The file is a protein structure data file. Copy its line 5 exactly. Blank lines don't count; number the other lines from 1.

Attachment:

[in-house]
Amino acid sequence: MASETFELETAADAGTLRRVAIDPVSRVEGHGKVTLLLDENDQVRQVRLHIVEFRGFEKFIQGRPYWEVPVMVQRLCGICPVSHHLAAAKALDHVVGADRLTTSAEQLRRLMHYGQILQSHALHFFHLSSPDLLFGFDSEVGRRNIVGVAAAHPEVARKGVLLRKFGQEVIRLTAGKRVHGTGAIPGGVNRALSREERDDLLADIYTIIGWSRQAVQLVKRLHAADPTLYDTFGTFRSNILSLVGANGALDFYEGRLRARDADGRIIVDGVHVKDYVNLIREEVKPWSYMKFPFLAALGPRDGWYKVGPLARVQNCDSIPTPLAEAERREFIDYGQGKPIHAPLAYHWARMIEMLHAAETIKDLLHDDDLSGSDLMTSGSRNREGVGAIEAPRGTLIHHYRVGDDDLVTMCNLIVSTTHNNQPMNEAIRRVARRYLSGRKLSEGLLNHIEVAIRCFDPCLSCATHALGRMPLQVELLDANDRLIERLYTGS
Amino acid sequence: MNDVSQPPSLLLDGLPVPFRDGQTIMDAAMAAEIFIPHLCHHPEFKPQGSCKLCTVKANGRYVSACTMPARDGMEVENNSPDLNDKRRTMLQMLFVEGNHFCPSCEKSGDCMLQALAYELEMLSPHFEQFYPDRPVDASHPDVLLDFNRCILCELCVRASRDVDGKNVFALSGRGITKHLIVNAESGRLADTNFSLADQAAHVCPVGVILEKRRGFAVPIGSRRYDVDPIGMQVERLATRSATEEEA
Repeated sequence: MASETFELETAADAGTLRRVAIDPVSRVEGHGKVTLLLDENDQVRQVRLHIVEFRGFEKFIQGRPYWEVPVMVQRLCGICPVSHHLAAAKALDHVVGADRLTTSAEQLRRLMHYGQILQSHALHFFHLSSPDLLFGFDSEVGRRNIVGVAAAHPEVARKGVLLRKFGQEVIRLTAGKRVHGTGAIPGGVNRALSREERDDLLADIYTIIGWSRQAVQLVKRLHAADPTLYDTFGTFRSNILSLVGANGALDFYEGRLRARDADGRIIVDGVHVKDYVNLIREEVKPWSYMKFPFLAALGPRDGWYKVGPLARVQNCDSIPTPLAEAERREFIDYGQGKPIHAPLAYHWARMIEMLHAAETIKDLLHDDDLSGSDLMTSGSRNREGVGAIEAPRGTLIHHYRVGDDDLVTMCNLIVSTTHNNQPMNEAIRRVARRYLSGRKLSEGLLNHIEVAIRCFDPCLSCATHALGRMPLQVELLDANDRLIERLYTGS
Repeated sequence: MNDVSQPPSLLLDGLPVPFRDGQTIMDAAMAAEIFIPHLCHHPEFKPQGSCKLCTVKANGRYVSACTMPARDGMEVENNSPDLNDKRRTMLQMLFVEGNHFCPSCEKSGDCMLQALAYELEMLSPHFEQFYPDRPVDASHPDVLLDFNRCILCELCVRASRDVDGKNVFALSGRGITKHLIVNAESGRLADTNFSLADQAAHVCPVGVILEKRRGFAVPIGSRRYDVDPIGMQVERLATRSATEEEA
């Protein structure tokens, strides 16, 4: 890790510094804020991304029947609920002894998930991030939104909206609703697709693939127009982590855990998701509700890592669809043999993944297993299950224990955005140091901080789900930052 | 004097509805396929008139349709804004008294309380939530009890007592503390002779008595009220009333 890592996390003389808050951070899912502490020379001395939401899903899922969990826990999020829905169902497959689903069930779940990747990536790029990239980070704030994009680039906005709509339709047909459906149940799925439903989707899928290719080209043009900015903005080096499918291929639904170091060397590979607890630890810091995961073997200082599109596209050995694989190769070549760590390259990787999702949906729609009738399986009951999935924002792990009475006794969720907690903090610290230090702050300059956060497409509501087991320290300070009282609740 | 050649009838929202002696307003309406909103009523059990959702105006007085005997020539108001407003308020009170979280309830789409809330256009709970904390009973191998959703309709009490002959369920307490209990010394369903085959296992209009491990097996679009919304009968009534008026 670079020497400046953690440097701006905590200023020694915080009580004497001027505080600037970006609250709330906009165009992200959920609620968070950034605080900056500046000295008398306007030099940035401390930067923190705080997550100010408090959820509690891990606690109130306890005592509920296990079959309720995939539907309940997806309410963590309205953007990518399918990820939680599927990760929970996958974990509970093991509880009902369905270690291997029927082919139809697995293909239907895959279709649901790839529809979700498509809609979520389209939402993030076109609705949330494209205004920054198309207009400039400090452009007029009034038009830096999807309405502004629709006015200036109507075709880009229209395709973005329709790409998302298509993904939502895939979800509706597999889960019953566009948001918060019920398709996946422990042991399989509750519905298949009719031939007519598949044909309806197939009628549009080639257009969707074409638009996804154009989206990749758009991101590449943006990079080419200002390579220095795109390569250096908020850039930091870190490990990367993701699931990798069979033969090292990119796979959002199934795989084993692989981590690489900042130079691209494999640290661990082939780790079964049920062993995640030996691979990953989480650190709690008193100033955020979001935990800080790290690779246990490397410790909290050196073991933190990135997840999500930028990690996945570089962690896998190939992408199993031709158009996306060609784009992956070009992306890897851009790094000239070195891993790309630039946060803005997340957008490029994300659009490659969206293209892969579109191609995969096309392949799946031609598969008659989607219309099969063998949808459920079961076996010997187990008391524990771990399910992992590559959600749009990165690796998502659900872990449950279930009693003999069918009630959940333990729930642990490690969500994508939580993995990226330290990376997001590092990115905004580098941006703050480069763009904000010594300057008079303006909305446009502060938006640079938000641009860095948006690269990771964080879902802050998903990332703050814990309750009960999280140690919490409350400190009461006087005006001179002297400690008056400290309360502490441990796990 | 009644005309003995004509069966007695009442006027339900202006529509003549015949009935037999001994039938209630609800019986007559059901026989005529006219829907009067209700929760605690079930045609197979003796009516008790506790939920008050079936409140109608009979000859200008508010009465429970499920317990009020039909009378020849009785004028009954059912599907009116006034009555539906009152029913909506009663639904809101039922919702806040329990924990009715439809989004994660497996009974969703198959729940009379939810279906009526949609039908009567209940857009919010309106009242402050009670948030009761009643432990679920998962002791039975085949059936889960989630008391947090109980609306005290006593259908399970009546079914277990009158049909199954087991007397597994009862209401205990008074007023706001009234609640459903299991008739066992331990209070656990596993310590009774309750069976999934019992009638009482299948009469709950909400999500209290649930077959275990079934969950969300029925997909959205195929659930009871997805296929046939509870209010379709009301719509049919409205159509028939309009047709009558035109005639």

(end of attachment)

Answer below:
Repeated sequence: MNDVSQPPSLLLDGLPVPFRDGQTIMDAAMAAEIFIPHLCHHPEFKPQGSCKLCTVKANGRYVSACTMPARDGMEVENNSPDLNDKRRTMLQMLFVEGNHFCPSCEKSGDCMLQALAYELEMLSPHFEQFYPDRPVDASHPDVLLDFNRCILCELCVRASRDVDGKNVFALSGRGITKHLIVNAESGRLADTNFSLADQAAHVCPVGVILEKRRGFAVPIGSRRYDVDPIGMQVERLATRSATEEEA